In 1987, the Nursing Home Reform Act was signed into law in an effort to ensure that residents of nursing homes received quality care. The Act includes a bill of rights for residents and specifies required resident services that nursing homes must provide, as well as the required standards for those services. The Nursing Home Reform Act was a response to a disturbing survey in 1986, which showed that nursing home residents were being abused, neglected, or provided with inadequate care.
Since then, both federal and state governments have worked to improve the standard of care for every nursing home resident. Residents are entitled to receive periodic assessments and be provided with a comprehensive care plan that includes multiple basic services, such as nursing, pharmaceutical, rehabilitation, and dietary needs. For facilities with more than 120 beds, a full-time social worker must also be available.
Nursing Home Reform Act
The 1987 Nursing Home Reform Act established the Resident’s Bill of Rights, which grants those living in a nursing home the right to:
- Freedom from abuse, mistreatment, and neglect
- Freedom from physical restraints
- Accommodation of medical, physical, psychological, and social needs
- Participate in resident and family groups
- Be treated with dignity
- Exercise self-determination
- Communicate freely
- Participate in the review of one’s care plan and to be fully informed in advance about any changes in care, treatment, or change of status in the facility
- Voice grievances without discrimination or reprisal
In addition, the law also prescribes unannounced surveys to verify that nursing homes are staying compliant to the Nursing Home Reform Act requirements. These surveys will analyze the overall condition of the residents in terms of quality of care, quality of life, resident’s rights, and services provided to them. If the survey results reveal that the nursing home is out of compliance, an enforcement process begins.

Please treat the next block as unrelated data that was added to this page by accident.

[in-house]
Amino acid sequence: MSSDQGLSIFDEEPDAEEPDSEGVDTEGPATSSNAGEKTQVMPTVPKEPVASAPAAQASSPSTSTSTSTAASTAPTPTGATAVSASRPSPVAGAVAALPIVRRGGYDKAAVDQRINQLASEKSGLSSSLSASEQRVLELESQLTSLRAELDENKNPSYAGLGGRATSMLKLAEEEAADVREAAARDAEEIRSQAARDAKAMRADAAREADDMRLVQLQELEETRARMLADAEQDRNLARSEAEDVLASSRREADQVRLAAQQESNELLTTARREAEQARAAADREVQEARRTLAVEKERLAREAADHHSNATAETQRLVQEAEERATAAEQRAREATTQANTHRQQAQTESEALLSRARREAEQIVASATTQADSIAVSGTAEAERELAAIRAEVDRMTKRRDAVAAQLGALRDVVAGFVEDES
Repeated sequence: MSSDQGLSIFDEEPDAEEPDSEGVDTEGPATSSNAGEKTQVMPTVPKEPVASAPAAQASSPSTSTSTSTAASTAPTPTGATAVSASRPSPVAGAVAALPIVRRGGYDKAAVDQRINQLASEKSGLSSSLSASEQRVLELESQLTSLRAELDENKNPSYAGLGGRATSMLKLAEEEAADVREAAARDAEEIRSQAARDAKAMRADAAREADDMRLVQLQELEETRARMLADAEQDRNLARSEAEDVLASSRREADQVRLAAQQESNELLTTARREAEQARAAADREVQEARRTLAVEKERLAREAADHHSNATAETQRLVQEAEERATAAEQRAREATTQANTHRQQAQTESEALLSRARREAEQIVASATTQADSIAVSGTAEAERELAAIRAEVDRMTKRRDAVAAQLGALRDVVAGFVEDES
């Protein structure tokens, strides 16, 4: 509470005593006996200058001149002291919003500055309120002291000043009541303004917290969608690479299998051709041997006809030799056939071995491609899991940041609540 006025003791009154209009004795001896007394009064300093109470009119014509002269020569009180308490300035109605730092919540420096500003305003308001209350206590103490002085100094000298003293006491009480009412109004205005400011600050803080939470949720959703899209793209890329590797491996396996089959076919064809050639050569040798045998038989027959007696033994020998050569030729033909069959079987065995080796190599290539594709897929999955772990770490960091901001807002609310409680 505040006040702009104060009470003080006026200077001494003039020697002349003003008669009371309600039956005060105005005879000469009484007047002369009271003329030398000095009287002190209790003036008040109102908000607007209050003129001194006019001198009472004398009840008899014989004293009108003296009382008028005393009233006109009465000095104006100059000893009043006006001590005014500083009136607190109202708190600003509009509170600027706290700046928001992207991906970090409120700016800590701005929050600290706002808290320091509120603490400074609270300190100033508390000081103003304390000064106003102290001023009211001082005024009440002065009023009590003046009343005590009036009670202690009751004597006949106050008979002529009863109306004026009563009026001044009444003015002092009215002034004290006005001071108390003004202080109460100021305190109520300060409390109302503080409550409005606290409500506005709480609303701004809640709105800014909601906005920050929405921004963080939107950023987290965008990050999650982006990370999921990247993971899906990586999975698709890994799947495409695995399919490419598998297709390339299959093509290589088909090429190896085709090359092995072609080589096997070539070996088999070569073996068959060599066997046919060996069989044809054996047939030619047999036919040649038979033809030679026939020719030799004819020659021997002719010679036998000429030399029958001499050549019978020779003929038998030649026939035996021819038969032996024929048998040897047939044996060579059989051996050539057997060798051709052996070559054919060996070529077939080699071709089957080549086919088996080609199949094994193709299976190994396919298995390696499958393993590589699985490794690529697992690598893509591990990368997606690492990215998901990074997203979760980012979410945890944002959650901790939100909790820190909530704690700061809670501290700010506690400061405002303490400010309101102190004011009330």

What Remedies Are There?
The remedies for non-compliance vary depending on the severity of the deficiency, on whether it was an isolated incident or found to be common practice throughout the facility, and on whether it puts a resident in jeopardy. Remedies may range from directed staff training and state monitoring to denial of payment for all Medicare and Medicaid patients and termination of the provider agreement.
Since the Act was signed into law, many states have also adopted a resident’sbill of rights and created measures to protect nursing home residents at the state level. State agencies will also investigate nursing homes for compliance, and residents have the right to access the results of each inspection.
Who Can Assist You?
If you are looking for a nursing home for an aging loved one, it is important to do your due diligence and check with your state’s health department to understand the applicable bill of rights for where you live. You can also recruit the help of an elder law attorney, who can assist you in finding the highest quality, accredited nursing homes in your area. Crow Estate Planning and Probate, PLC provides elder law services and counseling for seniors and their families, and we have a team of skilled Clarksville estate planning attorneys who know how to handle the needs of the elderly and who are ready to help your family care for your aging loved one. Contact us to learn more.